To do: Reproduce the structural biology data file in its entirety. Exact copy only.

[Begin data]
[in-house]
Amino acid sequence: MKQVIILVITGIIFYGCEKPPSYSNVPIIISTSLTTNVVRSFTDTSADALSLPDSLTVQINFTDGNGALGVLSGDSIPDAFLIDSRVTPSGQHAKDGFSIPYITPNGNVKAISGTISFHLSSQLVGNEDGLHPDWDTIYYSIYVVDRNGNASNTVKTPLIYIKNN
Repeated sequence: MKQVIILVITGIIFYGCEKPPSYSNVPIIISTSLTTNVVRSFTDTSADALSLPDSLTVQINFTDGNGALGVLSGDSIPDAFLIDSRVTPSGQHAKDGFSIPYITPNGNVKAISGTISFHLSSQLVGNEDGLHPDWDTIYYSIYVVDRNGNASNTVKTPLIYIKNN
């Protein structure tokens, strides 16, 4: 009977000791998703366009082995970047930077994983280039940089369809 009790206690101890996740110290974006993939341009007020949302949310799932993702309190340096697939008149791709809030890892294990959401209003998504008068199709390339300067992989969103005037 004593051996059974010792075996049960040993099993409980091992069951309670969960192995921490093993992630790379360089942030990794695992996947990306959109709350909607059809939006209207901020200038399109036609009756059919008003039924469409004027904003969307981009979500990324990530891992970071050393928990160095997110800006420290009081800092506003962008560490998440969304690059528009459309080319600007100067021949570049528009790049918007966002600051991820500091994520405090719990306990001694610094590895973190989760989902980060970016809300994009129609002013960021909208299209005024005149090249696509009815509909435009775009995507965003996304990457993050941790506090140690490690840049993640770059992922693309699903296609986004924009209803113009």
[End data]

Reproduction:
[in-house]
Amino acid sequence: MKQVIILVITGIIFYGCEKPPSYSNVPIIISTSLTTNVVRSFTDTSADALSLPDSLTVQINFTDGNGALGVLSGDSIPDAFLIDSRVTPSGQHAKDGFSIPYITPNGNVKAISGTISFHLSSQLVGNEDGLHPDWDTIYYSIYVVDRNGNASNTVKTPLIYIKNN
Repeated sequence: MKQVIILVITGIIFYGCEKPPSYSNVPIIISTSLTTNVVRSFTDTSADALSLPDSLTVQINFTDGNGALGVLSGDSIPDAFLIDSRVTPSGQHAKDGFSIPYITPNGNVKAISGTISFHLSSQLVGNEDGLHPDWDTIYYSIYVVDRNGNASNTVKTPLIYIKNN
């Protein structure tokens, strides 16, 4: 009977000791998703366009082995970047930077994983280039940089369809 009790206690101890996740110290974006993939341009007020949302949310799932993702309190340096697939008149791709809030890892294990959401209003998504008068199709390339300067992989969103005037 004593051996059974010792075996049960040993099993409980091992069951309670969960192995921490093993992630790379360089942030990794695992996947990306959109709350909607059809939006209207901020200038399109036609009756059919008003039924469409004027904003969307981009979500990324990530891992970071050393928990160095997110800006420290009081800092506003962008560490998440969304690059528009459309080319600007100067021949570049528009790049918007966002600051991820500091994520405090719990306990001694610094590895973190989760989902980060970016809300994009129609002013960021909208299209005024005149090249696509009815509909435009775009995507965003996304990457993050941790506090140690490690840049993640770059992922693309699903296609986004924009209803113009």